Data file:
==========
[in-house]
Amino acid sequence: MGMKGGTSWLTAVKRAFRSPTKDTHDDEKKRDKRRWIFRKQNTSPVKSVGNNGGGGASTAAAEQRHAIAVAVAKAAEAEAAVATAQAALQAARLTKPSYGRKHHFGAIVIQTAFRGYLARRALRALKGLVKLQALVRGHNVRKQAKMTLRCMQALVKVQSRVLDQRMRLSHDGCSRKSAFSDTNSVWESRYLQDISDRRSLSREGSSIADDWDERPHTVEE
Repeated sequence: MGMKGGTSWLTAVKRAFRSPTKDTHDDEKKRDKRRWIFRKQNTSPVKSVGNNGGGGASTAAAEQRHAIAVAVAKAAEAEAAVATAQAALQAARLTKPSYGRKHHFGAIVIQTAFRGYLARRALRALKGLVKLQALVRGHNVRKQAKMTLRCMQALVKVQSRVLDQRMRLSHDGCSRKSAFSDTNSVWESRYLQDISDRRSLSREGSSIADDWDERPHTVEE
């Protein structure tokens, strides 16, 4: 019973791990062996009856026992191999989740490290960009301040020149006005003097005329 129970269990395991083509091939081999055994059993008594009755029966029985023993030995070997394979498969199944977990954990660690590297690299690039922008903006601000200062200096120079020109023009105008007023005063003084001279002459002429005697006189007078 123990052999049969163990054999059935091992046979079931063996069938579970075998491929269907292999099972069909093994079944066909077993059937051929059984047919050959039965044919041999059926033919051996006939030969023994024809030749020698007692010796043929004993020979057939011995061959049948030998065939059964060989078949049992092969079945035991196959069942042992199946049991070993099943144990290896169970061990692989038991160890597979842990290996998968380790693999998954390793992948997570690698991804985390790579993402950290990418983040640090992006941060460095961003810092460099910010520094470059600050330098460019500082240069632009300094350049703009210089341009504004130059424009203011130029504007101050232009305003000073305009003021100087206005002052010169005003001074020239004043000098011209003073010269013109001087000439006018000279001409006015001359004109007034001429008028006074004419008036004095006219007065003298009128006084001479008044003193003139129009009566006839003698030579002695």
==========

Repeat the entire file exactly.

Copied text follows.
[in-house]
Amino acid sequence: MGMKGGTSWLTAVKRAFRSPTKDTHDDEKKRDKRRWIFRKQNTSPVKSVGNNGGGGASTAAAEQRHAIAVAVAKAAEAEAAVATAQAALQAARLTKPSYGRKHHFGAIVIQTAFRGYLARRALRALKGLVKLQALVRGHNVRKQAKMTLRCMQALVKVQSRVLDQRMRLSHDGCSRKSAFSDTNSVWESRYLQDISDRRSLSREGSSIADDWDERPHTVEE
Repeated sequence: MGMKGGTSWLTAVKRAFRSPTKDTHDDEKKRDKRRWIFRKQNTSPVKSVGNNGGGGASTAAAEQRHAIAVAVAKAAEAEAAVATAQAALQAARLTKPSYGRKHHFGAIVIQTAFRGYLARRALRALKGLVKLQALVRGHNVRKQAKMTLRCMQALVKVQSRVLDQRMRLSHDGCSRKSAFSDTNSVWESRYLQDISDRRSLSREGSSIADDWDERPHTVEE
């Protein structure tokens, strides 16, 4: 019973791990062996009856026992191999989740490290960009301040020149006005003097005329 129970269990395991083509091939081999055994059993008594009755029966029985023993030995070997394979498969199944977990954990660690590297690299690039922008903006601000200062200096120079020109023009105008007023005063003084001279002459002429005697006189007078 123990052999049969163990054999059935091992046979079931063996069938579970075998491929269907292999099972069909093994079944066909077993059937051929059984047919050959039965044919041999059926033919051996006939030969023994024809030749020698007692010796043929004993020979057939011995061959049948030998065939059964060989078949049992092969079945035991196959069942042992199946049991070993099943144990290896169970061990692989038991160890597979842990290996998968380790693999998954390793992948997570690698991804985390790579993402950290990418983040640090992006941060460095961003810092460099910010520094470059600050330098460019500082240069632009300094350049703009210089341009504004130059424009203011130029504007101050232009305003000073305009003021100087206005002052010169005003001074020239004043000098011209003073010269013109001087000439006018000279001409006015001359004109007034001429008028006074004419008036004095006219007065003298009128006084001479008044003193003139129009009566006839003698030579002695």